What Lécaillon has done and what makes Louis Roederer Collection 242 unique is that in 2012 he started a perpetual reserve of half Pinot Noir, half Chardonnay and added equal amounts of this 50/50 mix in the 2013, 2014, 2015 and 2016 harvests. He calls it a réserve perpetuelle which is not original in itself – Jacques Selosse and Henriot are two producers that use one – but using it alongside other reserve wines is new. With each new Collection roughly one third of the blend will be made up by réserve perpetuelle, the bulk will be made up of the most recent harvest (2017 in this case) and about 10% of oak-aged reserve wines.
“Each year will be different, but the core will be the réserve perpetuelle and oak reserve wines. Each new vintage will add a twist to each Champagne,” Lécaillon says. “This is the end of the era of brut sans année, this is a new era, the multi-vintage of the 21st century.”
The choice of storing the réserve perpetuelle in a specially-designed tank, rather than in small tank, is to further reduce exposure to oxygen and effectively maintain freshness for longer. Interestingly it is freshness that determines his choice of grape growers too. While 75% of Louis Roederer’s needs are met by its own 240 hectares of vines (that recently underwent full conversion to organic viticulture which naturally produce wines of a lower pH) 25% comes from growers which Lécaillon selects according to the underlying soil type rather than which village or area they come from – in another quest for eking out that extra freshness at every possible juncture.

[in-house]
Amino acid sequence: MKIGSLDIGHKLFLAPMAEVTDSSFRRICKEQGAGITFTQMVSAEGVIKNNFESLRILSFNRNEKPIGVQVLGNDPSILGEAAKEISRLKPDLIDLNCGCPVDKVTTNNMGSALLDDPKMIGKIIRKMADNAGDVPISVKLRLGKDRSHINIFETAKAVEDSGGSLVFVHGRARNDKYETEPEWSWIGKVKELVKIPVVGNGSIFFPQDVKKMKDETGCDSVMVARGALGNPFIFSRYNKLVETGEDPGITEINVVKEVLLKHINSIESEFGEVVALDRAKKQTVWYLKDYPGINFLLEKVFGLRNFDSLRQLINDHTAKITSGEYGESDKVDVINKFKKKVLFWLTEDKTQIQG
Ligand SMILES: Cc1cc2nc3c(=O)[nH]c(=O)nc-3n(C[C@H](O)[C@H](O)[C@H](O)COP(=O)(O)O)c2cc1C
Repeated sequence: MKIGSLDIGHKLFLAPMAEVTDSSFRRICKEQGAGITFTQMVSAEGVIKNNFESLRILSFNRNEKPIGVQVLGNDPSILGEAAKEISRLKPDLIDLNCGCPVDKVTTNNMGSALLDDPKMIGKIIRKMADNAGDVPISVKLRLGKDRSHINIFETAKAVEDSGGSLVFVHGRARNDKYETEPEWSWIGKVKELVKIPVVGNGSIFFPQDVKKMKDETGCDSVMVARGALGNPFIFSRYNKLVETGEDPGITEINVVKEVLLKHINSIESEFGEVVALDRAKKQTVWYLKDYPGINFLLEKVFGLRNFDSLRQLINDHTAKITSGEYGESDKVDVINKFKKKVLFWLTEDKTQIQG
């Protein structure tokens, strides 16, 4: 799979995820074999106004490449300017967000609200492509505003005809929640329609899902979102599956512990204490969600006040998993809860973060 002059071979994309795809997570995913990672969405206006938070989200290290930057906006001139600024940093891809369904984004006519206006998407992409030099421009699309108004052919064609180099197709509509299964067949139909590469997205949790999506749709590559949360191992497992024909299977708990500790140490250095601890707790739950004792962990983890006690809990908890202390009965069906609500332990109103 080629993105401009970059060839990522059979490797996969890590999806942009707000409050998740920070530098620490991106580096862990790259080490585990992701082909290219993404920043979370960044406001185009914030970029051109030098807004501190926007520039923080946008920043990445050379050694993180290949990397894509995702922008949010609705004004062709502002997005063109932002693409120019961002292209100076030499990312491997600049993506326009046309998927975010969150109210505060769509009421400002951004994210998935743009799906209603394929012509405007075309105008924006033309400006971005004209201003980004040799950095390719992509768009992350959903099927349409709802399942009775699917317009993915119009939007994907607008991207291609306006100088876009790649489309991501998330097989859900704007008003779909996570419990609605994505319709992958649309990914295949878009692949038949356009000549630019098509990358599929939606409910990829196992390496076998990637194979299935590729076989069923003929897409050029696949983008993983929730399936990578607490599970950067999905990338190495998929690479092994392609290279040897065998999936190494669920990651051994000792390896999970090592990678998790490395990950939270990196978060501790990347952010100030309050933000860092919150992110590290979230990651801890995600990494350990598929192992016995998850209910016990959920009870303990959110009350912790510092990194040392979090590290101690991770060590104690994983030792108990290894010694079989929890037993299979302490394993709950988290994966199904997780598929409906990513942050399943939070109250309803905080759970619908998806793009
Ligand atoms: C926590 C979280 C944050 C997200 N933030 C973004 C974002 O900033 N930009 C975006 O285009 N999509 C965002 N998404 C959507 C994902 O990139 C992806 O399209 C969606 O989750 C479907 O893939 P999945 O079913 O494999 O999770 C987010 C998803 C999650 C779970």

That strategy is paying off he believes – the use of a reserve perpetuelle, the way he ages the wines, and also the selection of soils has resulted in the Collection 242 having a lower pH than the Brut Premier ever did.
“The Brut Premier is tighter because it is more based on a recent harvest, whereas the Collection has more ample fruit, more ready-to-drink flavours, although it is fresher too because amazingly the pH is lower than what we had in Brut Premier.”
The other changes introduced with Collection 242 is to number the wine with each new iteration, in a fashion pioneered by Jacquesson 21 years ago and most recently adopted by Krug with its multi-vintage Grande Cuvée – both of which could also arguably be seen as a strategy to cope with the increasingly complex process of maintaining an exact House Style.